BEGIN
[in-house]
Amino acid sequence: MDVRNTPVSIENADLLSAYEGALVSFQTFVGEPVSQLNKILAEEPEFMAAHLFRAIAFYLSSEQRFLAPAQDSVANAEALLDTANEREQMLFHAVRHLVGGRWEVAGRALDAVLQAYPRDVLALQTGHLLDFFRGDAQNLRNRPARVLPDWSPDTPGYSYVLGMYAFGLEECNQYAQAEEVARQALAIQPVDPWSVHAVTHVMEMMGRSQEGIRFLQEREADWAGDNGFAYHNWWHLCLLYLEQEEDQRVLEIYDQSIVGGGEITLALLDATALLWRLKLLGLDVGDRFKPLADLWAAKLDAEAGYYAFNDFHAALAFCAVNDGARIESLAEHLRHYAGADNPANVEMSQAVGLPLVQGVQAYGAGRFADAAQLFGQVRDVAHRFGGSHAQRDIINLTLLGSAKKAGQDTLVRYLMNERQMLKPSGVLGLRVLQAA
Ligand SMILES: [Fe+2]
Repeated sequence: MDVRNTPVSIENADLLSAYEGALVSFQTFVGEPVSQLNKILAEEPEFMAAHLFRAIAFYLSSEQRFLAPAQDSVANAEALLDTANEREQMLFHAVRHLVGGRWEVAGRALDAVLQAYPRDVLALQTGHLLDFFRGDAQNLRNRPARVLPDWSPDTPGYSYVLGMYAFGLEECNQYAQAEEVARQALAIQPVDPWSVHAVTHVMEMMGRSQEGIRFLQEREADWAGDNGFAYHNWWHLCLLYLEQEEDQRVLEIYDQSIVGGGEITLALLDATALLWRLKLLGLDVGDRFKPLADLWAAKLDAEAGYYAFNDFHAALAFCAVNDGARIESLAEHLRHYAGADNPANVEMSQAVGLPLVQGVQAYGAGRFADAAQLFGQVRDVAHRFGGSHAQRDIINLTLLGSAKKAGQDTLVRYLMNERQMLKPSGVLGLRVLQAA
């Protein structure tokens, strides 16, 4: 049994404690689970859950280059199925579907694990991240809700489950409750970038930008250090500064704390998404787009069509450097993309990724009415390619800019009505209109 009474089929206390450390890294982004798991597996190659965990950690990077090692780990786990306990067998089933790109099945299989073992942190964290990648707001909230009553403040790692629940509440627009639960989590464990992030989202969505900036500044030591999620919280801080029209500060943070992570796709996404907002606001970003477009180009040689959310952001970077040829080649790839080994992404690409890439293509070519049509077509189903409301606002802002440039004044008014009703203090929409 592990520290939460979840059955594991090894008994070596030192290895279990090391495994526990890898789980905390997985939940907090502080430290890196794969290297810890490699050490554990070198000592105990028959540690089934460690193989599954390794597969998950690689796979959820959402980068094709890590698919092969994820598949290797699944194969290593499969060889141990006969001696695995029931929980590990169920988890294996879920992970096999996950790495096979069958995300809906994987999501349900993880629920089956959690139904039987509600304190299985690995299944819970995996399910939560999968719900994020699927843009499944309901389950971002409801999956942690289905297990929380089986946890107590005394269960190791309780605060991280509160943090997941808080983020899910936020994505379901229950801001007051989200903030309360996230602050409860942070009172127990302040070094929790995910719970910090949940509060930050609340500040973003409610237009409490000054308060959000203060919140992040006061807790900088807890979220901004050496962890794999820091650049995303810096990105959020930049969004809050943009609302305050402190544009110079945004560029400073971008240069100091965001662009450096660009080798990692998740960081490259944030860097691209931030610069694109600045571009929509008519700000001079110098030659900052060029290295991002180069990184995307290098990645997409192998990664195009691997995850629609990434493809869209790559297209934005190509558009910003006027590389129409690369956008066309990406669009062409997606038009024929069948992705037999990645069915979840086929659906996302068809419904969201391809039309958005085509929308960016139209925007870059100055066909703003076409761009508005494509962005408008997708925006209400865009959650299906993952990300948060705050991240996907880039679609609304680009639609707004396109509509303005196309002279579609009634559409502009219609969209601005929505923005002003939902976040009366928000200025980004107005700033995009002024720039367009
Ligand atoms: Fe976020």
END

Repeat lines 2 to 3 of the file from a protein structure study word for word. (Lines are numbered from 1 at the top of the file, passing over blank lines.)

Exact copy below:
Amino acid sequence: MDVRNTPVSIENADLLSAYEGALVSFQTFVGEPVSQLNKILAEEPEFMAAHLFRAIAFYLSSEQRFLAPAQDSVANAEALLDTANEREQMLFHAVRHLVGGRWEVAGRALDAVLQAYPRDVLALQTGHLLDFFRGDAQNLRNRPARVLPDWSPDTPGYSYVLGMYAFGLEECNQYAQAEEVARQALAIQPVDPWSVHAVTHVMEMMGRSQEGIRFLQEREADWAGDNGFAYHNWWHLCLLYLEQEEDQRVLEIYDQSIVGGGEITLALLDATALLWRLKLLGLDVGDRFKPLADLWAAKLDAEAGYYAFNDFHAALAFCAVNDGARIESLAEHLRHYAGADNPANVEMSQAVGLPLVQGVQAYGAGRFADAAQLFGQVRDVAHRFGGSHAQRDIINLTLLGSAKKAGQDTLVRYLMNERQMLKPSGVLGLRVLQAA
Ligand SMILES: [Fe+2]